Colorful Quinoa Salad

quinoa salad

Colorful Quinoa Salad

Now, I love overcooked Jewish food as much as any good Jew. I look forward to Passover seders full of Eastern European food that my family has made for generations: brisket, turkey, gefilte fish, kugel, tzimmes. But I have to admit that after a few days of all that heavy stuff, I’m ready for some lighter fare for the rest of Passover, an eight-day holiday.

Quinoa has been a more recent addition to our Passover repertoire. Quinoa (pronounced KEEN-wah) is an ancient South American grain that’s high in protein and nutrition. Grown in the Andes mountains in South America, quinoa bears no relation to chametz grains (wheat, rye, barley, oats and spelt), making quinoa kosher for Passover and gluten-free.

Ancient Harvest says that its quinoa is grown in the high Andean Altiplano regions of Bolivia at 12,000+ foot elevations where the arid conditions will not support traditional gluten-bearing grain production. So there’s no possibility of cross-contamination in the fields.

The ancient Incas revered quinoa as sacred. It’s not only high in protein, calcium and iron, but it’s a complete protein, since it contains all eight essential amino acids.

I make the following gluten-free Colorful Quinoa Salad during the year, but it can also be a refreshing addition to a Passover table. Chock full of healthy quinoa and antioxidant-rich veggies, fruit and nuts, it’s particularly good to pull out for a brunch buffet, since you can make it in advance and serve it at room temperature. The recipe is adapted from “Let’s Dish,” a cookbook from my kids’ school.

Colorful Quinoa Salad

(gluten-free, pareve, Passover)

By Gluten-Free Nosh
printable recipe

Ingredients:

    1 cup quinoa
    2 cups water
    3/4 cup pecans, chopped
    3/4 cup dried cranberries
    1/2 cup roma tomatoes, seeded and chopped
    1/2 cup cucumber, seeded and diced
    1/3 cup cilantro, chopped
    1 stalk green onions, thinly sliced
    1 tablespoon olive oil
    1 tablespoon rice-wine vinegar (or balsamic vinegar during Passover)
    1 teaspoon sesame oil (omit for Passover)
    1 tablespoon fresh lemon juice
    1/4 teaspoon salt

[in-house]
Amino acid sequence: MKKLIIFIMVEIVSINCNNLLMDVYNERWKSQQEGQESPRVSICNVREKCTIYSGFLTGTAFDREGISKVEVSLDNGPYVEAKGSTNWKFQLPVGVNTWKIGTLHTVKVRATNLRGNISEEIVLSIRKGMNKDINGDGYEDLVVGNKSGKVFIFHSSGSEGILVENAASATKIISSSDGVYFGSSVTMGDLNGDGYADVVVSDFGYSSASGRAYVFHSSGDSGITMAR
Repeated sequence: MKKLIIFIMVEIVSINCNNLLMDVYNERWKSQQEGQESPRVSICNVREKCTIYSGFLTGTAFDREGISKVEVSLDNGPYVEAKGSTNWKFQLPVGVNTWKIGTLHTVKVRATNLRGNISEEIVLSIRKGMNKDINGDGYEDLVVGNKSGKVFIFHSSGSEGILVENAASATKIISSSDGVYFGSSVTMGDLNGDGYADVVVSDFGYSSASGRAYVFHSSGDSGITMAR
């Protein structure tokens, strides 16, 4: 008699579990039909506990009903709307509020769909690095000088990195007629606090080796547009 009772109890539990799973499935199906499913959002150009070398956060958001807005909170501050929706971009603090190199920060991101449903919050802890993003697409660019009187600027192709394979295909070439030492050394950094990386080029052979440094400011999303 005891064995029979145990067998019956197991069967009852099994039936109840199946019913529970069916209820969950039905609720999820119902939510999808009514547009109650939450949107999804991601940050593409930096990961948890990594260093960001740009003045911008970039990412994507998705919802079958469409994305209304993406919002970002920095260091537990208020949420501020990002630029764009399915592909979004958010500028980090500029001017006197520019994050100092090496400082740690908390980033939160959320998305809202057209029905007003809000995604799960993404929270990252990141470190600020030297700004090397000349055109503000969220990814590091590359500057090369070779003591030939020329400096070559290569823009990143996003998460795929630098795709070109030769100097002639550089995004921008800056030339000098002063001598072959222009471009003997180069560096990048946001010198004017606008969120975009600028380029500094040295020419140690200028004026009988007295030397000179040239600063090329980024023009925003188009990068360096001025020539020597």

1/4 teaspoon pepper

Method:

    1. Rinse quinoa in a fine mesh sieve under cold running water to remove the grain’s bitter coating. (You can skip rinsing if the quinoa is prewashed.) Place quinoa and 2 cups of water in a medium saucepan and bring to a boil. Reduce to a simmer, cover and cook until all the water is absorbed (about 15 minutes). Spread out cooked quinoa on a plate to cool.

    2. Spread pecans in an ungreased pan and bake in a preheated 250-degree oven for 3 to 5 minutes, or until fragrant. Set aside.

    3. In a large bowl, combine cranberries, tomatoes, cucumber, cilantro and green onions. Add pecans and mix. Add cooled quinoa and stir to combine.

    4. In a small bowl, whisk together olive oil, vinegar, sesame oil (optional), lemon juice, salt and pepper. Pour this dressing over quinoa mixture.

    5. Let sit for one hour before serving to allow quinoa to absorb flavors. Serve at room temperature. Can be made one day ahead and kept refrigerated overnight.

Yield: 6 to 8 servings

About these ads

5 Comments

Filed under Recipes, salads

5 responses to “Colorful Quinoa Salad

  1. ~M

    Beautiful. My husband loves anything with dried cranberries. I also really like this Thai Quinoa recipe, which is kosher for Passover if you eat quinoa: http://www.nytimes.com/2008/04/16/dining/162srex.html

    We usually reduce the quinoa to 1 cup, and reduce the raw red onions, but keep the other ingredients and proportions the same. We also add avocado, table-side. My husband and I first tried this last Pesach but eat it year-round because it’s so yummy and makes great leftovers and lunches.

    Like

  2. Phyliss Myers

    I love Quinoa and am definitely going to try this recipe. I even got my husband to eat it instead of regular pasta.

    Like

  3. Inna

    I love the beauty shot of your salad. It looks very appetizing.
    Quinoa is great. Last year for Passover, I used it instead of rice in a stuffed pepper recipe.

    Like

Leave a Reply

Fill in your details below or click an icon to log in:

WordPress.com Logo

You are commenting using your WordPress.com account. Log Out / Change )

Twitter picture

You are commenting using your Twitter account. Log Out / Change )

Facebook photo

You are commenting using your Facebook account. Log Out / Change )

Google+ photo

You are commenting using your Google+ account. Log Out / Change )

Connecting to %s